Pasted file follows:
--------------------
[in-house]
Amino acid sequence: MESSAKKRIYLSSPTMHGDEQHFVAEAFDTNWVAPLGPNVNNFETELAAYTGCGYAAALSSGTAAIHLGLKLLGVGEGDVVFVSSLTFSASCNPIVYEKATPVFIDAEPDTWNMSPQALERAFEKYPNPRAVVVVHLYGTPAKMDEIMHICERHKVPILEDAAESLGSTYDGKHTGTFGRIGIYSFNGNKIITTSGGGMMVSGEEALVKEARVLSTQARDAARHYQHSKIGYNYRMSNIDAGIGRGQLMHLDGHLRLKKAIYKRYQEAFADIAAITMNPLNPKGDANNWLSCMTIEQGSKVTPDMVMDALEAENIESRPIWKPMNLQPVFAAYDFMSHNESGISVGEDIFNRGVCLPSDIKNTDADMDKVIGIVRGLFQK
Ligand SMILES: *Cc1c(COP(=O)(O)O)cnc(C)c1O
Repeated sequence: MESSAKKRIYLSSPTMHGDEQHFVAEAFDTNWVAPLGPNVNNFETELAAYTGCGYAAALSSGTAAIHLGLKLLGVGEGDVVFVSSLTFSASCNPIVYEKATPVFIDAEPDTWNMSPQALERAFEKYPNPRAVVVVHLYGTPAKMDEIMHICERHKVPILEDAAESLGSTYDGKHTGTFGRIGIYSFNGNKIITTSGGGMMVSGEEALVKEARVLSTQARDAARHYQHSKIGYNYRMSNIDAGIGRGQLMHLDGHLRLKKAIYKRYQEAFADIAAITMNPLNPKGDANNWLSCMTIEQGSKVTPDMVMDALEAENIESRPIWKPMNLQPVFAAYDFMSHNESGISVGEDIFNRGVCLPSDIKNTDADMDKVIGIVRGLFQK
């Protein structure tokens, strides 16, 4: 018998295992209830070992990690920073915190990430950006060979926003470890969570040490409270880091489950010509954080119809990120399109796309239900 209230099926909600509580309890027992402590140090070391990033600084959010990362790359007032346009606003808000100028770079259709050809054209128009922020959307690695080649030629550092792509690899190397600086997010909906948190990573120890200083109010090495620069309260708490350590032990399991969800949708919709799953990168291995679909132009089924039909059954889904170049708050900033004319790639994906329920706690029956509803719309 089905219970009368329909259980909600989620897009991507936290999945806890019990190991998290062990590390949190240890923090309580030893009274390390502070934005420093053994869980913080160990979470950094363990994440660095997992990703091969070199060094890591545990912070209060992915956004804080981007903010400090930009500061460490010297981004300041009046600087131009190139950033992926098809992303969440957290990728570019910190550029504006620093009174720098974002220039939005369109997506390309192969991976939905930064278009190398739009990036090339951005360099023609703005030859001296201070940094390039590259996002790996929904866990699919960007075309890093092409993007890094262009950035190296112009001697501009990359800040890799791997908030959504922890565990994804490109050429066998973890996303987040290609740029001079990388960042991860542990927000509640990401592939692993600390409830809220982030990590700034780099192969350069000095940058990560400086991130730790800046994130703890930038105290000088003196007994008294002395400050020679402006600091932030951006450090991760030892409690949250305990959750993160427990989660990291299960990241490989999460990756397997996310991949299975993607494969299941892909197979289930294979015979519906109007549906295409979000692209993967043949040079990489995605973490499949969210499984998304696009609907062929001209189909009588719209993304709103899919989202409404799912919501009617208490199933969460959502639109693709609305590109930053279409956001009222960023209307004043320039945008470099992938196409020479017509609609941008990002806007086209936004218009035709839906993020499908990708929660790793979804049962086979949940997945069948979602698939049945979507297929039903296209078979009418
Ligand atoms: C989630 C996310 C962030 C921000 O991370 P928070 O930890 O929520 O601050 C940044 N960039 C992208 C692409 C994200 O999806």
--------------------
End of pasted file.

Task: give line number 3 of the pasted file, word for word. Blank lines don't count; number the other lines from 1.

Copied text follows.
Ligand SMILES: *Cc1c(COP(=O)(O)O)cnc(C)c1O